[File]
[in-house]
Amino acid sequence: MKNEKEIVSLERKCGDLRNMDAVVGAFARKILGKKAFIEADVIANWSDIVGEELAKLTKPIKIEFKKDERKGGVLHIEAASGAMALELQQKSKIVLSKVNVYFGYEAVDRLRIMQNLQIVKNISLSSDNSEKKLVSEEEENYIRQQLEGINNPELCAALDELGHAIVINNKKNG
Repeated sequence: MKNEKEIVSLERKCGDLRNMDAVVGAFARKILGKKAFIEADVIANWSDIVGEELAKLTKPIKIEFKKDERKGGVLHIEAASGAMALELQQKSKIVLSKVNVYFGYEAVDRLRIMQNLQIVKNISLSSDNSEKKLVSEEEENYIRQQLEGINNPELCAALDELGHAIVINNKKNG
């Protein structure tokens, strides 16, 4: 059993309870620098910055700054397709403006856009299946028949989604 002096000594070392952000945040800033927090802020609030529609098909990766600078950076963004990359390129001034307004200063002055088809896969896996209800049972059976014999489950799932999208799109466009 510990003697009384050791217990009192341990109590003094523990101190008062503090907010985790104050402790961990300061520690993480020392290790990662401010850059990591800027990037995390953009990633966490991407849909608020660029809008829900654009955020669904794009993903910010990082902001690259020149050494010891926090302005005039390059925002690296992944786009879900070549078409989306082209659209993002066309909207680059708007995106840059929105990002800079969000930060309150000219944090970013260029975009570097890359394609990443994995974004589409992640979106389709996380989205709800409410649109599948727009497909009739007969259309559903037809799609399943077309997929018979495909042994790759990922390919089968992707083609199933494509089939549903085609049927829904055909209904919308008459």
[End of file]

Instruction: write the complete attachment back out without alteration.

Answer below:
[in-house]
Amino acid sequence: MKNEKEIVSLERKCGDLRNMDAVVGAFARKILGKKAFIEADVIANWSDIVGEELAKLTKPIKIEFKKDERKGGVLHIEAASGAMALELQQKSKIVLSKVNVYFGYEAVDRLRIMQNLQIVKNISLSSDNSEKKLVSEEEENYIRQQLEGINNPELCAALDELGHAIVINNKKNG
Repeated sequence: MKNEKEIVSLERKCGDLRNMDAVVGAFARKILGKKAFIEADVIANWSDIVGEELAKLTKPIKIEFKKDERKGGVLHIEAASGAMALELQQKSKIVLSKVNVYFGYEAVDRLRIMQNLQIVKNISLSSDNSEKKLVSEEEENYIRQQLEGINNPELCAALDELGHAIVINNKKNG
């Protein structure tokens, strides 16, 4: 059993309870620098910055700054397709403006856009299946028949989604 002096000594070392952000945040800033927090802020609030529609098909990766600078950076963004990359390129001034307004200063002055088809896969896996209800049972059976014999489950799932999208799109466009 510990003697009384050791217990009192341990109590003094523990101190008062503090907010985790104050402790961990300061520690993480020392290790990662401010850059990591800027990037995390953009990633966490991407849909608020660029809008829900654009955020669904794009993903910010990082902001690259020149050494010891926090302005005039390059925002690296992944786009879900070549078409989306082209659209993002066309909207680059708007995106840059929105990002800079969000930060309150000219944090970013260029975009570097890359394609990443994995974004589409992640979106389709996380989205709800409410649109599948727009497909009739007969259309559903037809799609399943077309997929018979495909042994790759990922390919089968992707083609199933494509089939549903085609049927829904055909209904919308008459």